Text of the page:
FIG. 5, FIG. 6 and FIG. 7 are schematic diagrams of multipliers; and
FIG. 8 is a schematic diagram of a multiplier with 3 inputs of a preferred embodiment of the invention.
FIG. 1 is a schematic diagram of a preferred embodiment of the invention. Referring to FIG. 1, two Hall generators 22, 23, electrically displaced by 90°, are connected in parallel and are supplied with a certain current by a dc voltage source 21 so as to sense the rotor position and generate position signals. The outputs of the Hall generators 22, 23, corresponding to the rotor position are applied to the differential input of the two multipliers 24, 25, respectively. These inputs accept voltage as input signal. The other inputs of multipliers 24, 25 accept current. The outputs of multipliers 24, 25 are applied to two driver amplifiers 27, 28 to amplify and apply armature currents and hence drive two armature windings 29, 30 which are electrically displaced by 90°, respectively. The sum total of the absolute values of the current through the armature windings 29, 30 is converted to voltage by a current detecting resistor 26 and is applied to one of the differential inputs, 34, of an error amplifier 32, whereby a negative feed back loop is formed. A torque control input signal is applied to the other input 31 of the error amplifier 32 whose output 33 is applied to the current inputs of the multipliers 24, 25 in parallel.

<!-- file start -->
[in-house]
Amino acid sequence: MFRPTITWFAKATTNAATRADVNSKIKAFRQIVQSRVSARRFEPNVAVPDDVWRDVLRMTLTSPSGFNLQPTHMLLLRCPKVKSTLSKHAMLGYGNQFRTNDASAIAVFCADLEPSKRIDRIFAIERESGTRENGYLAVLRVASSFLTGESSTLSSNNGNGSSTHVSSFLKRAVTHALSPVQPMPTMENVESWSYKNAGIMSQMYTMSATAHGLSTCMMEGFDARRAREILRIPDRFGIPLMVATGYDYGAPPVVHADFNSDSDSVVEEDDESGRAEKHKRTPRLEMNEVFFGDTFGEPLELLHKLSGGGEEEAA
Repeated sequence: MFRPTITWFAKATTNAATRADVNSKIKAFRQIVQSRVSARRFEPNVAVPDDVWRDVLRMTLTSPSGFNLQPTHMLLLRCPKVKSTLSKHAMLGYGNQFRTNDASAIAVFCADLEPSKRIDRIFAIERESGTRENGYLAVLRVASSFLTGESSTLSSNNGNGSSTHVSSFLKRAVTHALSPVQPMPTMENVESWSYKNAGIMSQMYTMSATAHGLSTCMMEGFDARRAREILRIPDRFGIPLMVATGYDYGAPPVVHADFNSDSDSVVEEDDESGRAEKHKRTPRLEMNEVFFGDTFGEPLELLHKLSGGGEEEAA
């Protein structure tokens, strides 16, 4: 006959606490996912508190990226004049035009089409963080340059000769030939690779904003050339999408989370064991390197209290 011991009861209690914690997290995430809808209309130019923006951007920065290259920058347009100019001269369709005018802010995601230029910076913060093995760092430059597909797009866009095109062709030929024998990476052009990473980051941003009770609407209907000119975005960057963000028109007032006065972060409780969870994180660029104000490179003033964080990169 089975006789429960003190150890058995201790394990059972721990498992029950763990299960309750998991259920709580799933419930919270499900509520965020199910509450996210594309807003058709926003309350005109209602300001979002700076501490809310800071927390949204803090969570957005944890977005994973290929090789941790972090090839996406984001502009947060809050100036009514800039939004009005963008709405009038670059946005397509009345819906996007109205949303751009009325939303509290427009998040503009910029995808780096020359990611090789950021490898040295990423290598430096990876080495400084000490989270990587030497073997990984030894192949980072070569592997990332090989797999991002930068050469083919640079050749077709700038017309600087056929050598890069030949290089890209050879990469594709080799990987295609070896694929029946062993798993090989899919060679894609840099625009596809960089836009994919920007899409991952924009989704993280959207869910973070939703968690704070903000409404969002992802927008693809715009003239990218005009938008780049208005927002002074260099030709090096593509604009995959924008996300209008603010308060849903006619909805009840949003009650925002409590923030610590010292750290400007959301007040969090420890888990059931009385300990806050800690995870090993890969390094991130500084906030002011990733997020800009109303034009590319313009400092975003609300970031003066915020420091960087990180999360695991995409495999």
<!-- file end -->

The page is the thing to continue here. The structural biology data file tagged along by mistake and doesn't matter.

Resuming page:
When output voltage of the two Hall generators are equal as shown in FIG. 2, wave forms of input voltages X and X' of the multipliers 24, 25 referenced to time are sine and cosine, respectively, 34, 35, of the same amplitude. Armature current through the armature windings 29, 30 under this condition changes automatically so as to keep the sum of the absolute value of each current constant. That is, an output current Y of the error amplifier 32 changes in accordance with the voltage X and X' to keep the armature current constant by making the output Z, Z' of the multipliers 24, 25 become wave forms 34', 35', respectively.
Next, an effective case of the present invention is explained referring to FIG. 3 and FIG. 4.